The recent economic downturn has dealt a severe blow to many employees. However, for Shiu Yin-ming and Poon Man-kit, the crisis has brought them skill-upgrading opportunities.
Miss Shiu has over 30 years’ experience in the retail industry. Her last job was a salesperson at a lighting store. Struck by the competition with online stores and a series of protests, the shop closed in October last year and left her unemployed.
“I have got no choice. Many people in Hong Kong have mortgage burdens. It is the most worrying part. And it is frightening to see my account balance drop,” she said.
Miss Shiu spent several months trying to get a job but failed.
“Of course I was frustrated. Perhaps the employers think that young people are more hard-working. It is difficult for middle-aged people like me to get a job. It hurt my confidence and I hesitated to keep going."
Seeing the demand in the healthcare industry, Miss Shiu decided to swap careers. She joined the Love Upgrading Special Scheme and enrolled in the Foundation Certificate in Care-related Support Worker Training.
The course covered basic pathology and healthcare skills. It also arranged recruitment from the Hospital Authority in class. Miss Shiu said the special course helped her to find a job and she will soon work at a nursing home.
“It is like an admission ticket. During an interview at a nursing home, the interviewer asked how I would change a nappy for an elderly person. I answered what I had learnt from the course. Moreover, as I have not participated in an interview after so many years of work, the interview skills that I have learnt from the course have geared me up,” she said.
Young newcomers to the job market are also affected by the economic downturn.
Mr Poon has been engaged in casual work in the catering industry. The 19-year-old said there used to be plenty of casual job opportunities on career websites, but that is no longer the case. He has been underemployed in recent months and feels his family just see him as someone who is not in education, employment, or training.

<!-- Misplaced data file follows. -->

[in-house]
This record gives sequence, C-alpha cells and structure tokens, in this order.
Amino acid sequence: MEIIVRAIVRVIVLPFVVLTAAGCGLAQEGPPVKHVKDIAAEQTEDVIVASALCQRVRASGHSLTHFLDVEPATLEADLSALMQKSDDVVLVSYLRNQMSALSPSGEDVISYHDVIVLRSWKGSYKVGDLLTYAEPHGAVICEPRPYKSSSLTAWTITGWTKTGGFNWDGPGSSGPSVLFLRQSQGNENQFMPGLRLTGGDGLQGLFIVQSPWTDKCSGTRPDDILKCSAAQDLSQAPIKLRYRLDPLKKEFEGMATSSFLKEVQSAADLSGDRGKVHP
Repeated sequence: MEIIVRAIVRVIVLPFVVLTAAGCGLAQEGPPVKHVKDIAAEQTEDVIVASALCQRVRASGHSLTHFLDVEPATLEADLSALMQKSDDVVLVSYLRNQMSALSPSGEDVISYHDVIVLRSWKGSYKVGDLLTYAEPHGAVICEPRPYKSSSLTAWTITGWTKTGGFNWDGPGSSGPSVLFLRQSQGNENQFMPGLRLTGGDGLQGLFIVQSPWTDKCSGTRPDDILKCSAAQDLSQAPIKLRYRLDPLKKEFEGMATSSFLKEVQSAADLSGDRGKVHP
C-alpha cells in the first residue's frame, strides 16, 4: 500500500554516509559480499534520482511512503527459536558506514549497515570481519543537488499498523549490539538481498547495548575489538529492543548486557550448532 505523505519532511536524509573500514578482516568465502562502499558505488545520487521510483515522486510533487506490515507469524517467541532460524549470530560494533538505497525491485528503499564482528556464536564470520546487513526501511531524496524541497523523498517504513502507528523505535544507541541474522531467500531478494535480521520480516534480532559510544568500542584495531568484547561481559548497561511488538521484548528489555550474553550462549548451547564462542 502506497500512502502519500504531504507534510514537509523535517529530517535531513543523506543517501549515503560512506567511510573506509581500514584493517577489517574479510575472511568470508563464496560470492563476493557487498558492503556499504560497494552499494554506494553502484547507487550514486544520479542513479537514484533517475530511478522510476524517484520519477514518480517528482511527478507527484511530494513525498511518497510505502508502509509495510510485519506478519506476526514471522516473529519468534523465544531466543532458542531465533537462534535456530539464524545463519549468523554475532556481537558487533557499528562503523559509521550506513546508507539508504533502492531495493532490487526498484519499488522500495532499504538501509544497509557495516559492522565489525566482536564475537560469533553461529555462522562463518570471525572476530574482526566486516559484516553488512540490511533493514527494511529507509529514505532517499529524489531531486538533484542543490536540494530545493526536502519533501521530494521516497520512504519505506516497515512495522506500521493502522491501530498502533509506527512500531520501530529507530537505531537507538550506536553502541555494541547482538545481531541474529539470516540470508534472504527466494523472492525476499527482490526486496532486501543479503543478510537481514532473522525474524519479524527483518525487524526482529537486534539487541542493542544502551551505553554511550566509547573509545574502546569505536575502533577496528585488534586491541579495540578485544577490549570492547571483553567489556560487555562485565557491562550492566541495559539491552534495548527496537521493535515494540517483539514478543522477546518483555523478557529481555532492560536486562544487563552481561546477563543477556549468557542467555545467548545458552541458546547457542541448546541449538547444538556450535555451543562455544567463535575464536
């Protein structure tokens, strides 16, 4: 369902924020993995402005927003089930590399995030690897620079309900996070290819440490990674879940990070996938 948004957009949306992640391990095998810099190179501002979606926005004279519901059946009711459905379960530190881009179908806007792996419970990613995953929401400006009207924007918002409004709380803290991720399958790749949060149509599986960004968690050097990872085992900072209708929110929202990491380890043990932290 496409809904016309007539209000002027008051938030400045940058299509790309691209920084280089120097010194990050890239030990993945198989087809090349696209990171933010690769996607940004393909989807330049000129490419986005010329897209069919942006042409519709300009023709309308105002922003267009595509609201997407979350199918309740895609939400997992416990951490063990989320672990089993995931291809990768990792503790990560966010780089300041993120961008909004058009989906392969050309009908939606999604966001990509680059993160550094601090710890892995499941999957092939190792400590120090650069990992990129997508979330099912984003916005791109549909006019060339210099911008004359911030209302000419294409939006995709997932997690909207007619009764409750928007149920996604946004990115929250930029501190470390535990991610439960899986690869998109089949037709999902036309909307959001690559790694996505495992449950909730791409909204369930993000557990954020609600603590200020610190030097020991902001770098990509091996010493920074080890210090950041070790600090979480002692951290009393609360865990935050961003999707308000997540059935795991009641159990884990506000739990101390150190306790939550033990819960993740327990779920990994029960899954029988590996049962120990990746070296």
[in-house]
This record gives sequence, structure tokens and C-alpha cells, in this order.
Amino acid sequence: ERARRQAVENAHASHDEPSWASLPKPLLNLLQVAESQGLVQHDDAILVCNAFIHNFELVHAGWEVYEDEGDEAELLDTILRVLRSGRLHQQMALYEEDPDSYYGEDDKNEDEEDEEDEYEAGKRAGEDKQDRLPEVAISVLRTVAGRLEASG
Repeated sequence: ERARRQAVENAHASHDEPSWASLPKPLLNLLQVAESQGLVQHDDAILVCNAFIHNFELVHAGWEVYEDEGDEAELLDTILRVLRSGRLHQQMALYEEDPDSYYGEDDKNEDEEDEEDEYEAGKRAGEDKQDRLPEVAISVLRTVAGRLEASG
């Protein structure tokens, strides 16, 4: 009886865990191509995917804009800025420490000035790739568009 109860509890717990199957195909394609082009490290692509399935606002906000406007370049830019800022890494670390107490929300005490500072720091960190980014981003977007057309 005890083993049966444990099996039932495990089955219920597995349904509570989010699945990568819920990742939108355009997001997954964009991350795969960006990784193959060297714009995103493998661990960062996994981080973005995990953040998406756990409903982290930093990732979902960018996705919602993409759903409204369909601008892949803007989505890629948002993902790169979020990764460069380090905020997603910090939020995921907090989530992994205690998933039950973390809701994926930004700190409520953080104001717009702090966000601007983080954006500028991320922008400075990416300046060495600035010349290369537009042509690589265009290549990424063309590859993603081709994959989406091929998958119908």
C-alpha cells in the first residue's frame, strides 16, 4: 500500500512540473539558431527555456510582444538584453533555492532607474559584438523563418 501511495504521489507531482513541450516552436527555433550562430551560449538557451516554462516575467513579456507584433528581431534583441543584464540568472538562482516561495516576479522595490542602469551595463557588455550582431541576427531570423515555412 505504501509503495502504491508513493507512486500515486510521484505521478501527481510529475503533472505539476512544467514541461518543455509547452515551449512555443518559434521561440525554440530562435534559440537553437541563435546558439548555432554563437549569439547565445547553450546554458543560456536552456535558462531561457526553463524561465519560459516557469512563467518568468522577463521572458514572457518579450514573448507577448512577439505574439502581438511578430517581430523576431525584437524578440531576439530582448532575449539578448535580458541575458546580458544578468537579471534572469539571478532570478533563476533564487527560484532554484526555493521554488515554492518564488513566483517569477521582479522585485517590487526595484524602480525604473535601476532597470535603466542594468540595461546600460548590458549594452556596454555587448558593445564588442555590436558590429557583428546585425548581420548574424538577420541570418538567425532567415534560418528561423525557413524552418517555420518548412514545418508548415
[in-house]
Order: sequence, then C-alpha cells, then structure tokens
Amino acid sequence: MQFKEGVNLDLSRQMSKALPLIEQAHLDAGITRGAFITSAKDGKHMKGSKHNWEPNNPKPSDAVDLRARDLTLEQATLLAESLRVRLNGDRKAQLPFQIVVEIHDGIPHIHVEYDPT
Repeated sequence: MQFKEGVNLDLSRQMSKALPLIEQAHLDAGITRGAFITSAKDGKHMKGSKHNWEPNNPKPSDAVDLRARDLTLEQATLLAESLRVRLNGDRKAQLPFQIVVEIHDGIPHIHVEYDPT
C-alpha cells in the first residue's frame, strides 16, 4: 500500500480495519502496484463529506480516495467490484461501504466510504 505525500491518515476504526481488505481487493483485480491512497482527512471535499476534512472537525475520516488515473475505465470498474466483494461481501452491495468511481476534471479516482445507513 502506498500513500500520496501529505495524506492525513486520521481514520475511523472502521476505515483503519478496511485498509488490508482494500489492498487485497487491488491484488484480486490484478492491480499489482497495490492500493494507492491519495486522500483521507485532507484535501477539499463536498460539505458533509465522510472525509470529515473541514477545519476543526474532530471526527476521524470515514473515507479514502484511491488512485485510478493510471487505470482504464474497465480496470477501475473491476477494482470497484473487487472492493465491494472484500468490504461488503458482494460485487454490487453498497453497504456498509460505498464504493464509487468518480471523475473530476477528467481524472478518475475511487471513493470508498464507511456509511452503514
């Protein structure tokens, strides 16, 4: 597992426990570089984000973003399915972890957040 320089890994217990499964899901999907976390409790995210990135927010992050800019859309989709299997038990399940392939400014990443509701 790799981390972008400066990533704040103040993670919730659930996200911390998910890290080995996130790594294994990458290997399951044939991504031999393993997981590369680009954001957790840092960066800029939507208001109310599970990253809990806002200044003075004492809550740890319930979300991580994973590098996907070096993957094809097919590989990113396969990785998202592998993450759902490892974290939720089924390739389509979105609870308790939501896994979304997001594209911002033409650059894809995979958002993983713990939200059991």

“The full-time waiters have not got much work to do, and each of them is assigned to be responsible for a few positions. So, the restaurant does not need extra casual manpower. My relatives look down on me like I am a neet,” he said.
Mr Poon has enrolled in the Foundation Certificate in Barista Training to gain experience in different positions in the industry.
"Many coffee shops and hotels need people to make latte art. I think the course will help me get a job more easily. I plan to further enroll in other courses relating to pastry-making," he added.
The Love Upgrading Special Scheme, launched in last October, provides free training to employees affected by the recent economic downturn to upgrade their skills. The courses are conducted in full-time or part-time mode and offer special allowances.
According to the Employees Retraining Board, as of the end of March, more than 12,200 people have applied for the scheme. About one-third of them are aged between 50 to 59.
The applicants mainly come from the catering, retail, social and personal services industries.
The most popular course is the Foundation Certificate in Care-related Support Worker Training, followed by courses related to baker and pastry cook, barista and security training.
Employees Retraining Board Executive Director Byron Ng said the 66 courses under the scheme were specially selected.
“We want to help those employees in the hard-hit industries like tourism, catering, retail, hotel, construction, etc. Also, we want to provide courses in industries which demand heavy labour during this period, such as healthcare and innovative technology.”
The scheme does not impose any restrictions on the trainees’ industry and educational attainment.
“We hope to encourage all unemployed or underemployed employees, including those who are highly educated, and take these chances to upgrade their own skills so they can re-enter the market smoothly,” Mr Ng said.
He added that those who have completed a full-time vocational skills course will get a follow-up service that includes three months of employment.
The second phase of the scheme will be launched in July, and the monthly maximum allowance is expected to increase from $4,000 to $5,800.